South Pacific at Pittsburgh CLO | Theater | Pittsburgh | Pittsburgh City Paper

South Pacific at Pittsburgh CLO

A classic gets a most enjoyable production

From left to right: Nkeki Obi-Melekwe, Erika Henningsen and Mara Newbery in Pittsburgh CLO’s South Pacific
From left to right: Nkeki Obi-Melekwe, Erika Henningsen and Mara Newbery in Pittsburgh CLO’s South Pacific
A bright, shiny but very tuneful bauble — Pittsburgh CLO serves up a most enjoyable production of South Pacific. The 1949 Rodgers-Hammerstein multi-award-winner lives up to the definition of “classic,” with most of its songs now popular standards. And the CLO lives up to its reputation for great voices, lovely sets and enthusiastic dancers.

Who can possibly resist the wooing of leading man Ben Davis in “Some Enchanted Evening”? Or be unmoved by leading lady Erika Henningsen’s joy in “I’m in Love With a Wonderful Guy”? And the hits just keep on happening: “There Is Nothing Like a Dame,” “I’m Gonna Wash That Man Right Outa My Hair,” “Younger Than Springtime” and many others, notably the evocative “Bali Ha’i.” Director Linda Goodrich harnesses a wealth of performing and design talent and energy to keep the dust off what could too easily be a period piece.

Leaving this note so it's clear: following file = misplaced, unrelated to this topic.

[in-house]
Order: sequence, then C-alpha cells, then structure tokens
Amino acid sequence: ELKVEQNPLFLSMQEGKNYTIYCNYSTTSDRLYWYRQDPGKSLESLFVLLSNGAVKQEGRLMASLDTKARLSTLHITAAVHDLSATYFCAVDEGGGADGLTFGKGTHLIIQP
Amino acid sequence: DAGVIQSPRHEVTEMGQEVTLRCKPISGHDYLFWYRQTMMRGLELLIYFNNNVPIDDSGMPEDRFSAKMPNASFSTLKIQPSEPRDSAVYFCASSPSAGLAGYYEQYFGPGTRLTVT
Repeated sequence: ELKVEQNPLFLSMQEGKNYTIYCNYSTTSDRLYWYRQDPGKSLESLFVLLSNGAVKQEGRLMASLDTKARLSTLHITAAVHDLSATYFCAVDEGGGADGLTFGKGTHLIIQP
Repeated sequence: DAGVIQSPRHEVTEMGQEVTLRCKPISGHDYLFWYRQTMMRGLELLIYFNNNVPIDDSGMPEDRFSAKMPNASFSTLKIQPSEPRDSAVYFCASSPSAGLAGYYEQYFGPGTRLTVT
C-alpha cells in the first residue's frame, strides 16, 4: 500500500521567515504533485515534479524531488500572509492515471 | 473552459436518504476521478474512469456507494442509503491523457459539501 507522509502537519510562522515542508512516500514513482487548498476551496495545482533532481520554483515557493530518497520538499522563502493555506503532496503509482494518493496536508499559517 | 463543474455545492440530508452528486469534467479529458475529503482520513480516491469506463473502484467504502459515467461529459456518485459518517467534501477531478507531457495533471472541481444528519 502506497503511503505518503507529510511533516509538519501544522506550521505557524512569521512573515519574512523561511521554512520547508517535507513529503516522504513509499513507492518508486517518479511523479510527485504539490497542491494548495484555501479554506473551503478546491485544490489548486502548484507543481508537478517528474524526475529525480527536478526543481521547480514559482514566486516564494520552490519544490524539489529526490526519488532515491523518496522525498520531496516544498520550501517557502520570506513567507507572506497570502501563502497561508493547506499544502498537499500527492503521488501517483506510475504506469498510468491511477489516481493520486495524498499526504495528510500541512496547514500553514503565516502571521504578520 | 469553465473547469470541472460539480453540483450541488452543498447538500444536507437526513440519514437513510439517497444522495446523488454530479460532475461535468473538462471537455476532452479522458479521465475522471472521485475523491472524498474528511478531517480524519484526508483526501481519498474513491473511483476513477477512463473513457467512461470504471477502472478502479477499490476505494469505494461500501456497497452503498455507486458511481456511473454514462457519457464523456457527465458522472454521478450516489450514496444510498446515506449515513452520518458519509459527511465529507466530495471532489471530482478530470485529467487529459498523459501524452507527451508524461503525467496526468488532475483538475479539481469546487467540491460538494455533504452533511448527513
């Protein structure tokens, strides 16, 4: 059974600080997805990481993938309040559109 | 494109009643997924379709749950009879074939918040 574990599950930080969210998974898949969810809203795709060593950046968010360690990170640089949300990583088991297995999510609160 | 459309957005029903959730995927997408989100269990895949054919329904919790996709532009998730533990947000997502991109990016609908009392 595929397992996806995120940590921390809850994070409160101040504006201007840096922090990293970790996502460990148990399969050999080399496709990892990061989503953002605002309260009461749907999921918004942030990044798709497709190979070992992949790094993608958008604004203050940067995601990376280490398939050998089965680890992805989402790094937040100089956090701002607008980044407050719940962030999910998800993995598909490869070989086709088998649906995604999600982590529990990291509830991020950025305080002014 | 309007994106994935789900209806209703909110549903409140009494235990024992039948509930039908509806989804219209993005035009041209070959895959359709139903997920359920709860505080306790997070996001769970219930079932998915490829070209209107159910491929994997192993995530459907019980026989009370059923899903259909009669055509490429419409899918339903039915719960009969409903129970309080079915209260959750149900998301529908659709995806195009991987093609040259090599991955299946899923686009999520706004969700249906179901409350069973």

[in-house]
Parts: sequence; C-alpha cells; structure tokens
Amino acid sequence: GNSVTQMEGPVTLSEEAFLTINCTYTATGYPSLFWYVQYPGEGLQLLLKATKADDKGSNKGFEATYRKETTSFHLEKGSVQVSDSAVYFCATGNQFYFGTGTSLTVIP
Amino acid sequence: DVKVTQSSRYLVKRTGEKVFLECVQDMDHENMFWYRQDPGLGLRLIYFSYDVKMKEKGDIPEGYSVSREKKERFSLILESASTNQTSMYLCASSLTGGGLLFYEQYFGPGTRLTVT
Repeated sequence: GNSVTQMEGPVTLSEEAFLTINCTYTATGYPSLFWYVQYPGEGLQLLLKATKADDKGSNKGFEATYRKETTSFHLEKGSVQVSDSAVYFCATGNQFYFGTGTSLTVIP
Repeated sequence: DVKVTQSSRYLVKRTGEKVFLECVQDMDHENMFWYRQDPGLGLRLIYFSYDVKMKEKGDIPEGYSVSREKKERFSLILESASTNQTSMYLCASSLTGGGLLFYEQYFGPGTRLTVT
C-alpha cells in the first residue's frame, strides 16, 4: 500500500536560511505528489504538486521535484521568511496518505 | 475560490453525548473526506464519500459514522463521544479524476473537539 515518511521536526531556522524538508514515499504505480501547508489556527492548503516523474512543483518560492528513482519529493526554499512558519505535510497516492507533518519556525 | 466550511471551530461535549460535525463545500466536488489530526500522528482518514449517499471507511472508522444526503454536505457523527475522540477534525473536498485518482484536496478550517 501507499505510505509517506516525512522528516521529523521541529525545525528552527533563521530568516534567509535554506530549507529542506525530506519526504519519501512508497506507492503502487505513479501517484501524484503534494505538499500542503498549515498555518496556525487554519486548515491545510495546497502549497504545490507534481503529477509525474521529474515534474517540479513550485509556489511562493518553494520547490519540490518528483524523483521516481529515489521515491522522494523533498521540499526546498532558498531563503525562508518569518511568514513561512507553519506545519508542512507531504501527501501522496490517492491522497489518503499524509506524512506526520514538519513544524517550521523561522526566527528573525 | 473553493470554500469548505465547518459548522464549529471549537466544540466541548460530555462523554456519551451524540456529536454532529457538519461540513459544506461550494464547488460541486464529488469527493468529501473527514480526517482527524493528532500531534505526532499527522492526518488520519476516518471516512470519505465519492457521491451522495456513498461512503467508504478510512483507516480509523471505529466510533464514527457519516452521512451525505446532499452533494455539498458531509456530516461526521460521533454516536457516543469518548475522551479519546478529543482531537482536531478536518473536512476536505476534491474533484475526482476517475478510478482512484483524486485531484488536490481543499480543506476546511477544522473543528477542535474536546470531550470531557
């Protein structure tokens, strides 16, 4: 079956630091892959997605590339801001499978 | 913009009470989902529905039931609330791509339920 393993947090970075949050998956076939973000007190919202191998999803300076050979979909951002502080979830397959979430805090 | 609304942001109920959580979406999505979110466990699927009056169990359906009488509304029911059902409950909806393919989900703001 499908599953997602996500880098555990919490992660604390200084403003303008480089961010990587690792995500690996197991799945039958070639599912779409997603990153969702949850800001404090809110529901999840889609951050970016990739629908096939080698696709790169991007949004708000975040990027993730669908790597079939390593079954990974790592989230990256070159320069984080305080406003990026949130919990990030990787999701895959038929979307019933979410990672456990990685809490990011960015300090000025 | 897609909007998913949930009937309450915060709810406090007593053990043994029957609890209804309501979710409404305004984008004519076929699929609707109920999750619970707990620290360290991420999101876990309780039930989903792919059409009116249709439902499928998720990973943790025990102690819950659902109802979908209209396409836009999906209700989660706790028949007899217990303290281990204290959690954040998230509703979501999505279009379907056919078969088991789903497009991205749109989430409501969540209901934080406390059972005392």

Background credits time: The World War II musical is based on James A. Michener’s Pulitzer Prize-winning 1947 collection of short stories, Tales of the South Pacific; music is by Richard Rodgers, lyrics by Oscar Hammerstein II, and book by Hammerstein and Joshua Logan, the show’s original director and (most usefully) a war vet.

In the post-Hamilton world of musical theater, South Pacific seems quaint, though it was quite a trailblazer in its day — even controversial, given its much-vaunted anti-racist theme. “You’ve Got to Be Carefully Taught” still carries some sting. That message is muted with CLO’s Navy decidedly (and admirably) less segregated than the U.S. Navy at the time. Here, that cock-eyed bigot Nellie Forbush evinces no problems interacting with most non-whites. And “Honey Bun,” a drag duet with Henningsen and the affable Genson Blimline, as chief petty comedy officer, is still hilarious if you don’t mind the cringeworthy caricaturization of indigenous peoples.

Alas, we too readily judge performance arts by modern standards, but accept the studio arts for what they are, e.g., “The Winged Victory of Samothrace” (c. 200–190 BCE). Forget the baggage of history. Take South Pacific for what it is: a valuable antique artfully preserved and presented with panache. 

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